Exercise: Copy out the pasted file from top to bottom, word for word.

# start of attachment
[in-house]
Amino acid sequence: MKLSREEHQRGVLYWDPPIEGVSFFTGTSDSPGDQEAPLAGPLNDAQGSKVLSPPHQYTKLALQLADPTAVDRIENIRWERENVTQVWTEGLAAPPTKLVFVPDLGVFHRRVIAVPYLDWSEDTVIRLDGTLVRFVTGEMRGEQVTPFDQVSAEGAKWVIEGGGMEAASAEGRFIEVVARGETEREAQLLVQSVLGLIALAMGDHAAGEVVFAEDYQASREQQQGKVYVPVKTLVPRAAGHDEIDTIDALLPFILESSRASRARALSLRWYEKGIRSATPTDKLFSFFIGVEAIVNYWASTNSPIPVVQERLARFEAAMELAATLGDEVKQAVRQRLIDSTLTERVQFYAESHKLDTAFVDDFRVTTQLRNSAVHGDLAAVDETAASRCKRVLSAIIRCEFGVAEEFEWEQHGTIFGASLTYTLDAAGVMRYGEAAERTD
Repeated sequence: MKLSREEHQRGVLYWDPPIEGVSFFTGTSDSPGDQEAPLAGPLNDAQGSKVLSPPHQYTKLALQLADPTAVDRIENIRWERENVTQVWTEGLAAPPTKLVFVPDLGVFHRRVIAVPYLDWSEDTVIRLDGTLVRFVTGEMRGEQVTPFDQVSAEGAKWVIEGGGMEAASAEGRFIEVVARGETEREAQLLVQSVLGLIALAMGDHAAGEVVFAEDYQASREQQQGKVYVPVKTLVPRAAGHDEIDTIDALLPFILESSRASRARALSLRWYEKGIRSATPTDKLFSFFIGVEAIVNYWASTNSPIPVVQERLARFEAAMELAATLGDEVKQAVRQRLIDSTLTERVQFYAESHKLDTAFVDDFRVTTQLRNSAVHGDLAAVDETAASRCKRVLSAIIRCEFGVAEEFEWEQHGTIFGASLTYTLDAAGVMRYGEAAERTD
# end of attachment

[in-house]
Amino acid sequence: MKLSREEHQRGVLYWDPPIEGVSFFTGTSDSPGDQEAPLAGPLNDAQGSKVLSPPHQYTKLALQLADPTAVDRIENIRWERENVTQVWTEGLAAPPTKLVFVPDLGVFHRRVIAVPYLDWSEDTVIRLDGTLVRFVTGEMRGEQVTPFDQVSAEGAKWVIEGGGMEAASAEGRFIEVVARGETEREAQLLVQSVLGLIALAMGDHAAGEVVFAEDYQASREQQQGKVYVPVKTLVPRAAGHDEIDTIDALLPFILESSRASRARALSLRWYEKGIRSATPTDKLFSFFIGVEAIVNYWASTNSPIPVVQERLARFEAAMELAATLGDEVKQAVRQRLIDSTLTERVQFYAESHKLDTAFVDDFRVTTQLRNSAVHGDLAAVDETAASRCKRVLSAIIRCEFGVAEEFEWEQHGTIFGASLTYTLDAAGVMRYGEAAERTD
Repeated sequence: MKLSREEHQRGVLYWDPPIEGVSFFTGTSDSPGDQEAPLAGPLNDAQGSKVLSPPHQYTKLALQLADPTAVDRIENIRWERENVTQVWTEGLAAPPTKLVFVPDLGVFHRRVIAVPYLDWSEDTVIRLDGTLVRFVTGEMRGEQVTPFDQVSAEGAKWVIEGGGMEAASAEGRFIEVVARGETEREAQLLVQSVLGLIALAMGDHAAGEVVFAEDYQASREQQQGKVYVPVKTLVPRAAGHDEIDTIDALLPFILESSRASRARALSLRWYEKGIRSATPTDKLFSFFIGVEAIVNYWASTNSPIPVVQERLARFEAAMELAATLGDEVKQAVRQRLIDSTLTERVQFYAESHKLDTAFVDDFRVTTQLRNSAVHGDLAAVDETAASRCKRVLSAIIRCEFGVAEEFEWEQHGTIFGASLTYTLDAAGVMRYGEAAERTD